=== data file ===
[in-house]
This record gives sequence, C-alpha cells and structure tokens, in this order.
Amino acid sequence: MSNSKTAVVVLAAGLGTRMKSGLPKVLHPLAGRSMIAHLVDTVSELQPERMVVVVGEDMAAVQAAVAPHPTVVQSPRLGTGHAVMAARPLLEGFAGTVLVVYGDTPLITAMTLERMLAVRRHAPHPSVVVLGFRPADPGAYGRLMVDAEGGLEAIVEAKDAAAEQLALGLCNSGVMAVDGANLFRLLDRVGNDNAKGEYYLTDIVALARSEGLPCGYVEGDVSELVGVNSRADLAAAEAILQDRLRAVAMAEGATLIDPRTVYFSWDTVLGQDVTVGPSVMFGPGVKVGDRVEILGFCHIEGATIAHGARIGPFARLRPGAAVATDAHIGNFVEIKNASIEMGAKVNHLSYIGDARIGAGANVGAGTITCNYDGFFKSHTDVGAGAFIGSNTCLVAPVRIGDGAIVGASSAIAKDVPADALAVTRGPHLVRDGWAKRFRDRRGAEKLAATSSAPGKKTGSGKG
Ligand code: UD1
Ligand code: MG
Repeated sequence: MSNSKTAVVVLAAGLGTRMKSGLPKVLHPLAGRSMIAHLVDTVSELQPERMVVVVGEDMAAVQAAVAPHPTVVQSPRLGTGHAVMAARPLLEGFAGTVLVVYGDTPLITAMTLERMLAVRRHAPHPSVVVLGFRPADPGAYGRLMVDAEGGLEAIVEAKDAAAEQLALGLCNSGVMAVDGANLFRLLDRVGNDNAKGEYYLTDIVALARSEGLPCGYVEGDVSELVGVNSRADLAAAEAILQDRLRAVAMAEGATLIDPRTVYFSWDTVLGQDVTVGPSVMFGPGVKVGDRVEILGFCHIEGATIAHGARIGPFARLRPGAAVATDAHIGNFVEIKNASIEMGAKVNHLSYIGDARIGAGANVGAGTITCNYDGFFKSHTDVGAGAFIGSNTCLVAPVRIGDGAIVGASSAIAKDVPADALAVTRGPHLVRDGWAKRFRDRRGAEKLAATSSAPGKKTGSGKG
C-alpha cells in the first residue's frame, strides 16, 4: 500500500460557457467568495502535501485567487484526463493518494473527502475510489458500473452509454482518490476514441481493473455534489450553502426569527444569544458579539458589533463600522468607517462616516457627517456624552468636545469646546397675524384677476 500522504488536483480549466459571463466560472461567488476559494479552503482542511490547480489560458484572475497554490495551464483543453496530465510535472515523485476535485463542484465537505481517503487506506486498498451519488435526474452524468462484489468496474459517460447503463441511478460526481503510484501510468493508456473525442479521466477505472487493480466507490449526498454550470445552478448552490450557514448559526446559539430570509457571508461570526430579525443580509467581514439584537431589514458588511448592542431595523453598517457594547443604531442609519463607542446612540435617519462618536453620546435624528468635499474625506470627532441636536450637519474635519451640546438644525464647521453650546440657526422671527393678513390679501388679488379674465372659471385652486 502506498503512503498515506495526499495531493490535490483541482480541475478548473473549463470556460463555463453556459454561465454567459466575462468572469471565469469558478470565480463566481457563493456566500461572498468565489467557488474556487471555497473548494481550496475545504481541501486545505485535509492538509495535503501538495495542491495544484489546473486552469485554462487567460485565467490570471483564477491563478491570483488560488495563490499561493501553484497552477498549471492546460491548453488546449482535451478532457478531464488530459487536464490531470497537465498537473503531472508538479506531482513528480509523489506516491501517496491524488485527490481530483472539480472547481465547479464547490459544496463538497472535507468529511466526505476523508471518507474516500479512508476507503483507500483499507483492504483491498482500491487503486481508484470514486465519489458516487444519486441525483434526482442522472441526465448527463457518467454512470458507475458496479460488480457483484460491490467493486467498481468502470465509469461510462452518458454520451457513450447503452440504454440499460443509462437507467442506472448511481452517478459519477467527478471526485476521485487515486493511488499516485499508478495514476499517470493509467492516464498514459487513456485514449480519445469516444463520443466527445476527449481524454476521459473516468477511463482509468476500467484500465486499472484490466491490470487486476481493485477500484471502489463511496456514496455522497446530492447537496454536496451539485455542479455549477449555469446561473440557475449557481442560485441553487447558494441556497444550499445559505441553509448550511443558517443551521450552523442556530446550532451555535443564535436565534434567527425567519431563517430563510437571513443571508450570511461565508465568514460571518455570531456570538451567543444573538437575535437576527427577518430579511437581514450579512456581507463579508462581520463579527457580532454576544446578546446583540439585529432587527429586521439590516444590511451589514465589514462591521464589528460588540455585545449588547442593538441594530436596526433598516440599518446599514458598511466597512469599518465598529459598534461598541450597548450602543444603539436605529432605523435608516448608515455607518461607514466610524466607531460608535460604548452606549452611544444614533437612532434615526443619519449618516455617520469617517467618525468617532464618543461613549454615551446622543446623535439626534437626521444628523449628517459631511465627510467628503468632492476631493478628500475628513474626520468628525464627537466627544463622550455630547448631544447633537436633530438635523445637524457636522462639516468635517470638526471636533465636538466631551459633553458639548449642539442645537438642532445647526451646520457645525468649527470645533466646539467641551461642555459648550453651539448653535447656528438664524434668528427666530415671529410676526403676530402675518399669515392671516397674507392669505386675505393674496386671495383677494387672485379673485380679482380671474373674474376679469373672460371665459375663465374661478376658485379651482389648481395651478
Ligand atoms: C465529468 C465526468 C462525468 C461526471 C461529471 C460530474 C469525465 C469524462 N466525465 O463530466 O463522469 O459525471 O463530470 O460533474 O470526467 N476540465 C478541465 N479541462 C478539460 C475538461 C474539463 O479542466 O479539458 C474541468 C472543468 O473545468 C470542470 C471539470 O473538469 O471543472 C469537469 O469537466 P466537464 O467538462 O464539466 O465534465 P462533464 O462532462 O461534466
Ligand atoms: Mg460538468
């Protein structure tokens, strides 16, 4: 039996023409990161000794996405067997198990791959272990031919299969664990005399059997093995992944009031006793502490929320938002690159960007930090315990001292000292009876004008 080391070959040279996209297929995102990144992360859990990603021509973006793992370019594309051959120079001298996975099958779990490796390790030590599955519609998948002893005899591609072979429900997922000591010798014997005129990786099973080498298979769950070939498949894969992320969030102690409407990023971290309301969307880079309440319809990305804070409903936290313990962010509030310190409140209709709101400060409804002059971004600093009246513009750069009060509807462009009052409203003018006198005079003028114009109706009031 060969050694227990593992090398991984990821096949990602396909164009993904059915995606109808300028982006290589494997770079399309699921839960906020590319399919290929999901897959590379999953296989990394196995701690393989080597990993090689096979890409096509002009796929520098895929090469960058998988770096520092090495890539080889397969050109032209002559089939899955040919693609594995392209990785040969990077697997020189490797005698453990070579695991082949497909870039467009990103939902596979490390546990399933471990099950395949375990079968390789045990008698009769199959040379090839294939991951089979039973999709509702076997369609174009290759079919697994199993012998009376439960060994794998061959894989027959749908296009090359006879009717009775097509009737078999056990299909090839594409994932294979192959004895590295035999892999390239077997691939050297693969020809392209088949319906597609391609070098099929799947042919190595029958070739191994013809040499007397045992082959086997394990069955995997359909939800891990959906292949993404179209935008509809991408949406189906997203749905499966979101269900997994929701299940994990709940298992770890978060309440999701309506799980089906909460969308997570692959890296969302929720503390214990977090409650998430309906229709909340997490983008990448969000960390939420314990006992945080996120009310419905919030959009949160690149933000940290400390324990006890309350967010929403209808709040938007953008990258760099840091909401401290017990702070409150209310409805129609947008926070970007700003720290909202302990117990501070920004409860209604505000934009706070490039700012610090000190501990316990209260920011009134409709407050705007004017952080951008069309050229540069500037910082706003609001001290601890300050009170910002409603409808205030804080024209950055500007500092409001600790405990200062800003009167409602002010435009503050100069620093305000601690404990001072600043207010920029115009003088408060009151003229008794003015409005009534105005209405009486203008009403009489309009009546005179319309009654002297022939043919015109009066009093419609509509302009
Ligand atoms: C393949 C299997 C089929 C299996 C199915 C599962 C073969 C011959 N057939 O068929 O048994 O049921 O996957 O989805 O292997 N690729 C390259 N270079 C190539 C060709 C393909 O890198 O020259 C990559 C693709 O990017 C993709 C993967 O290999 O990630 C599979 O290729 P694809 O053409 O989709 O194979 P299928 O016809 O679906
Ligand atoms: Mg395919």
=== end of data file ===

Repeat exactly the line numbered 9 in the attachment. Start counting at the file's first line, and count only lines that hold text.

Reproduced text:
Ligand atoms: Mg460538468